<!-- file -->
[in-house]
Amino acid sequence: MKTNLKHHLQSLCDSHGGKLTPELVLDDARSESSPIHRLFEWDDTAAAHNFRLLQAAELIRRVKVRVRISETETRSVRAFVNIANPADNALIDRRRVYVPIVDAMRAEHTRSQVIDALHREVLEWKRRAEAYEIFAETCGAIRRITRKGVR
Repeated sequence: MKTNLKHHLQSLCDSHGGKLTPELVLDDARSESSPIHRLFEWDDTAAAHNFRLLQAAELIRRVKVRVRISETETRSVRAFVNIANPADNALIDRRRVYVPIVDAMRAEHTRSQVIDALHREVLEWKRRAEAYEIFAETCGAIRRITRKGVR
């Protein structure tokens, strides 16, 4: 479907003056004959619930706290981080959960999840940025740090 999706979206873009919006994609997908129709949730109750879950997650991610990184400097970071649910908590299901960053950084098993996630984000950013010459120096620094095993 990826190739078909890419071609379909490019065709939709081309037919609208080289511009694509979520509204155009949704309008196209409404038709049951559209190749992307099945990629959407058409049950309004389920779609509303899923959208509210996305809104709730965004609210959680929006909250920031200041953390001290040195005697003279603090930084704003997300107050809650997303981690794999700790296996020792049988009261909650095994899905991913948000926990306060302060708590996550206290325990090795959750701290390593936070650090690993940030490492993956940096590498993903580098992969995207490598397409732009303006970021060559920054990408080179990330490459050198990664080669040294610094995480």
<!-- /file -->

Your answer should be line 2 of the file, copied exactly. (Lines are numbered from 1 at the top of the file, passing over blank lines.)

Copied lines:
Amino acid sequence: MKTNLKHHLQSLCDSHGGKLTPELVLDDARSESSPIHRLFEWDDTAAAHNFRLLQAAELIRRVKVRVRISETETRSVRAFVNIANPADNALIDRRRVYVPIVDAMRAEHTRSQVIDALHREVLEWKRRAEAYEIFAETCGAIRRITRKGVR